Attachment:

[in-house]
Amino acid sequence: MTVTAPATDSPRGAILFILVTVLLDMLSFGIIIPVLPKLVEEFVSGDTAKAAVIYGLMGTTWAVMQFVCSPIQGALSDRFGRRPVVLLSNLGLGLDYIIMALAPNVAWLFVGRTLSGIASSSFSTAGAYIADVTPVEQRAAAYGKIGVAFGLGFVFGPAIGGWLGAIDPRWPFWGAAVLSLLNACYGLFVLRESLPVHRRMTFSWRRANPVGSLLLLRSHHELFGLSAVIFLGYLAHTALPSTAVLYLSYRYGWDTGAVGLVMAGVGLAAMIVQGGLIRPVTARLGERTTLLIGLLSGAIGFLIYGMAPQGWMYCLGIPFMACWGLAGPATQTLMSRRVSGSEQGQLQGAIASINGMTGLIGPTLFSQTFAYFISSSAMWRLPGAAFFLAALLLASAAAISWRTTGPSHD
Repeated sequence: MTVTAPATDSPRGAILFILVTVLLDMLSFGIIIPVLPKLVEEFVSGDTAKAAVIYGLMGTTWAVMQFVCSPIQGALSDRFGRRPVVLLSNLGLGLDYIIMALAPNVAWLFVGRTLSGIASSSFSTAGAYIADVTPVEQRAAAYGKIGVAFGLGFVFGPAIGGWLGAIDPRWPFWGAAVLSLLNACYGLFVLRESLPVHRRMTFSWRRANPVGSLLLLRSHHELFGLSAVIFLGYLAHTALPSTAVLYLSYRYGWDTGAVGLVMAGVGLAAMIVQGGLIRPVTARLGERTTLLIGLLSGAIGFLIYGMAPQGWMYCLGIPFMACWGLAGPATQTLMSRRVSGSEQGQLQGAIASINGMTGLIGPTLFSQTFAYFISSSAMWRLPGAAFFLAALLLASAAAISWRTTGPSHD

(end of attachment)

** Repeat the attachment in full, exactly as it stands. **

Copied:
[in-house]
Amino acid sequence: MTVTAPATDSPRGAILFILVTVLLDMLSFGIIIPVLPKLVEEFVSGDTAKAAVIYGLMGTTWAVMQFVCSPIQGALSDRFGRRPVVLLSNLGLGLDYIIMALAPNVAWLFVGRTLSGIASSSFSTAGAYIADVTPVEQRAAAYGKIGVAFGLGFVFGPAIGGWLGAIDPRWPFWGAAVLSLLNACYGLFVLRESLPVHRRMTFSWRRANPVGSLLLLRSHHELFGLSAVIFLGYLAHTALPSTAVLYLSYRYGWDTGAVGLVMAGVGLAAMIVQGGLIRPVTARLGERTTLLIGLLSGAIGFLIYGMAPQGWMYCLGIPFMACWGLAGPATQTLMSRRVSGSEQGQLQGAIASINGMTGLIGPTLFSQTFAYFISSSAMWRLPGAAFFLAALLLASAAAISWRTTGPSHD
Repeated sequence: MTVTAPATDSPRGAILFILVTVLLDMLSFGIIIPVLPKLVEEFVSGDTAKAAVIYGLMGTTWAVMQFVCSPIQGALSDRFGRRPVVLLSNLGLGLDYIIMALAPNVAWLFVGRTLSGIASSSFSTAGAYIADVTPVEQRAAAYGKIGVAFGLGFVFGPAIGGWLGAIDPRWPFWGAAVLSLLNACYGLFVLRESLPVHRRMTFSWRRANPVGSLLLLRSHHELFGLSAVIFLGYLAHTALPSTAVLYLSYRYGWDTGAVGLVMAGVGLAAMIVQGGLIRPVTARLGERTTLLIGLLSGAIGFLIYGMAPQGWMYCLGIPFMACWGLAGPATQTLMSRRVSGSEQGQLQGAIASINGMTGLIGPTLFSQTFAYFISSSAMWRLPGAAFFLAALLLASAAAISWRTTGPSHD